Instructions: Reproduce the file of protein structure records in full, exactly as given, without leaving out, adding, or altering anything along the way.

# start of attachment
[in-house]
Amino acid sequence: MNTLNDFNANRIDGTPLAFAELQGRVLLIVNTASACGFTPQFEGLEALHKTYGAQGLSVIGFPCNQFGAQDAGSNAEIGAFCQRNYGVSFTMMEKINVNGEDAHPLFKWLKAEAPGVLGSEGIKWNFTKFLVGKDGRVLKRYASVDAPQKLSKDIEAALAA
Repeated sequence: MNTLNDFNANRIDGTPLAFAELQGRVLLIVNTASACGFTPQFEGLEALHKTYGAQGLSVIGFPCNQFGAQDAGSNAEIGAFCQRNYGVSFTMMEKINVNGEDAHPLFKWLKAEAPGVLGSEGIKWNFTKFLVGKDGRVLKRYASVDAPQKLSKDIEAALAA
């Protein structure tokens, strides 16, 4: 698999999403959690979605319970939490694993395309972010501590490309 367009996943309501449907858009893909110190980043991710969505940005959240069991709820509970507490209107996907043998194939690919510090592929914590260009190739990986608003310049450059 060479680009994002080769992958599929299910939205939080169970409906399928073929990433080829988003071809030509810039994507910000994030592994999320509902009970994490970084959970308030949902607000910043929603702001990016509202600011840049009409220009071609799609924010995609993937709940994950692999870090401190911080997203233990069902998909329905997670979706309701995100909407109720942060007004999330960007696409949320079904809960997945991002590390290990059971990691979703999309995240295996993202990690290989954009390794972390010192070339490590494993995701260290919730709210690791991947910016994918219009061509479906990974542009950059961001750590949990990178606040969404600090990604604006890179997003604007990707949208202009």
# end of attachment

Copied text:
[in-house]
Amino acid sequence: MNTLNDFNANRIDGTPLAFAELQGRVLLIVNTASACGFTPQFEGLEALHKTYGAQGLSVIGFPCNQFGAQDAGSNAEIGAFCQRNYGVSFTMMEKINVNGEDAHPLFKWLKAEAPGVLGSEGIKWNFTKFLVGKDGRVLKRYASVDAPQKLSKDIEAALAA
Repeated sequence: MNTLNDFNANRIDGTPLAFAELQGRVLLIVNTASACGFTPQFEGLEALHKTYGAQGLSVIGFPCNQFGAQDAGSNAEIGAFCQRNYGVSFTMMEKINVNGEDAHPLFKWLKAEAPGVLGSEGIKWNFTKFLVGKDGRVLKRYASVDAPQKLSKDIEAALAA
């Protein structure tokens, strides 16, 4: 698999999403959690979605319970939490694993395309972010501590490309 367009996943309501449907858009893909110190980043991710969505940005959240069991709820509970507490209107996907043998194939690919510090592929914590260009190739990986608003310049450059 060479680009994002080769992958599929299910939205939080169970409906399928073929990433080829988003071809030509810039994507910000994030592994999320509902009970994490970084959970308030949902607000910043929603702001990016509202600011840049009409220009071609799609924010995609993937709940994950692999870090401190911080997203233990069902998909329905997670979706309701995100909407109720942060007004999330960007696409949320079904809960997945991002590390290990059971990691979703999309995240295996993202990690290989954009390794972390010192070339490590494993995701260290919730709210690791991947910016994918219009061509479906990974542009950059961001750590949990990178606040969404600090990604604006890179997003604007990707949208202009």